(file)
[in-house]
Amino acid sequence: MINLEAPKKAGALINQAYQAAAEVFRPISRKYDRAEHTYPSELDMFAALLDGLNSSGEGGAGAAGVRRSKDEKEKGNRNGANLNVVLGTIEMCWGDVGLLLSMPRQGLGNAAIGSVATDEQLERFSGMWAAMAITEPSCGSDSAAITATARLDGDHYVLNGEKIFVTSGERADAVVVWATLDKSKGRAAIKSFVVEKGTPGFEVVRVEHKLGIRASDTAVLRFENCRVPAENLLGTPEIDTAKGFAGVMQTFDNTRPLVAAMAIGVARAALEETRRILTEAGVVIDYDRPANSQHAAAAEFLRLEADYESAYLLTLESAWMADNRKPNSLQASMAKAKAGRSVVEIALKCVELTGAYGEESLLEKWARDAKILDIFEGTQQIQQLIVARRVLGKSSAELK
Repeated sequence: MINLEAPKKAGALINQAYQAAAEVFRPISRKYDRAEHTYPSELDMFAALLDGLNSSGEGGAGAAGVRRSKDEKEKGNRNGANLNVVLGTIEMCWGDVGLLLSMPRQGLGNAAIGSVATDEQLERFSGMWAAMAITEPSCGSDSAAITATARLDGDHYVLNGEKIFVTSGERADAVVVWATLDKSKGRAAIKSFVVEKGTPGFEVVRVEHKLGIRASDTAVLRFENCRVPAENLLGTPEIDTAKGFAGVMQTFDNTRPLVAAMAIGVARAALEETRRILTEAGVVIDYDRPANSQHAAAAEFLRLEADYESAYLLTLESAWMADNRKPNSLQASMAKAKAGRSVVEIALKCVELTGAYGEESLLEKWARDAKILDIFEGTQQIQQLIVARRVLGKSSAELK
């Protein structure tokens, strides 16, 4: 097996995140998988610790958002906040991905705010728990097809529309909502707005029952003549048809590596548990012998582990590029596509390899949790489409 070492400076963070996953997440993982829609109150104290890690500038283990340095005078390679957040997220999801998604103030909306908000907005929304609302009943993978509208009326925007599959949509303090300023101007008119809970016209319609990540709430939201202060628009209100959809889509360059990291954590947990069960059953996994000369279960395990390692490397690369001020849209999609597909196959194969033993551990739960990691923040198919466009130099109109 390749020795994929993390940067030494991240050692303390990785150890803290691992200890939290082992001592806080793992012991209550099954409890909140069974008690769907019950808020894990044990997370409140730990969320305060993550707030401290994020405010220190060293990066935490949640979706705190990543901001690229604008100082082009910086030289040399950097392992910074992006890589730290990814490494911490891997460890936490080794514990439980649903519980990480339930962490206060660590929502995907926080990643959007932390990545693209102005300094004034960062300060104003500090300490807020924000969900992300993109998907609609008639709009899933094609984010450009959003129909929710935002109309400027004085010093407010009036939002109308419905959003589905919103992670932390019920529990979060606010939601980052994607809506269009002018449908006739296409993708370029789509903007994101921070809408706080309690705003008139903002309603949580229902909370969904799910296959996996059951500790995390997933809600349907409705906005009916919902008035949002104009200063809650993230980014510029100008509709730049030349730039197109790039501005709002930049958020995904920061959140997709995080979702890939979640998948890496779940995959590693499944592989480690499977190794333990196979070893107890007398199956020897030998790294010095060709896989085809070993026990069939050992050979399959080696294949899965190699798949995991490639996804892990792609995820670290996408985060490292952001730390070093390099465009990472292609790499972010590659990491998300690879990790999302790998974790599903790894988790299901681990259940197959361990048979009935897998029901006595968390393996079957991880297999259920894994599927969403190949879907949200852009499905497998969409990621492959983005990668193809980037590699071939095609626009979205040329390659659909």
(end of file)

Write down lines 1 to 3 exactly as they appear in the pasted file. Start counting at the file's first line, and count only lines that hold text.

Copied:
[in-house]
Amino acid sequence: MINLEAPKKAGALINQAYQAAAEVFRPISRKYDRAEHTYPSELDMFAALLDGLNSSGEGGAGAAGVRRSKDEKEKGNRNGANLNVVLGTIEMCWGDVGLLLSMPRQGLGNAAIGSVATDEQLERFSGMWAAMAITEPSCGSDSAAITATARLDGDHYVLNGEKIFVTSGERADAVVVWATLDKSKGRAAIKSFVVEKGTPGFEVVRVEHKLGIRASDTAVLRFENCRVPAENLLGTPEIDTAKGFAGVMQTFDNTRPLVAAMAIGVARAALEETRRILTEAGVVIDYDRPANSQHAAAAEFLRLEADYESAYLLTLESAWMADNRKPNSLQASMAKAKAGRSVVEIALKCVELTGAYGEESLLEKWARDAKILDIFEGTQQIQQLIVARRVLGKSSAELK
Repeated sequence: MINLEAPKKAGALINQAYQAAAEVFRPISRKYDRAEHTYPSELDMFAALLDGLNSSGEGGAGAAGVRRSKDEKEKGNRNGANLNVVLGTIEMCWGDVGLLLSMPRQGLGNAAIGSVATDEQLERFSGMWAAMAITEPSCGSDSAAITATARLDGDHYVLNGEKIFVTSGERADAVVVWATLDKSKGRAAIKSFVVEKGTPGFEVVRVEHKLGIRASDTAVLRFENCRVPAENLLGTPEIDTAKGFAGVMQTFDNTRPLVAAMAIGVARAALEETRRILTEAGVVIDYDRPANSQHAAAAEFLRLEADYESAYLLTLESAWMADNRKPNSLQASMAKAKAGRSVVEIALKCVELTGAYGEESLLEKWARDAKILDIFEGTQQIQQLIVARRVLGKSSAELK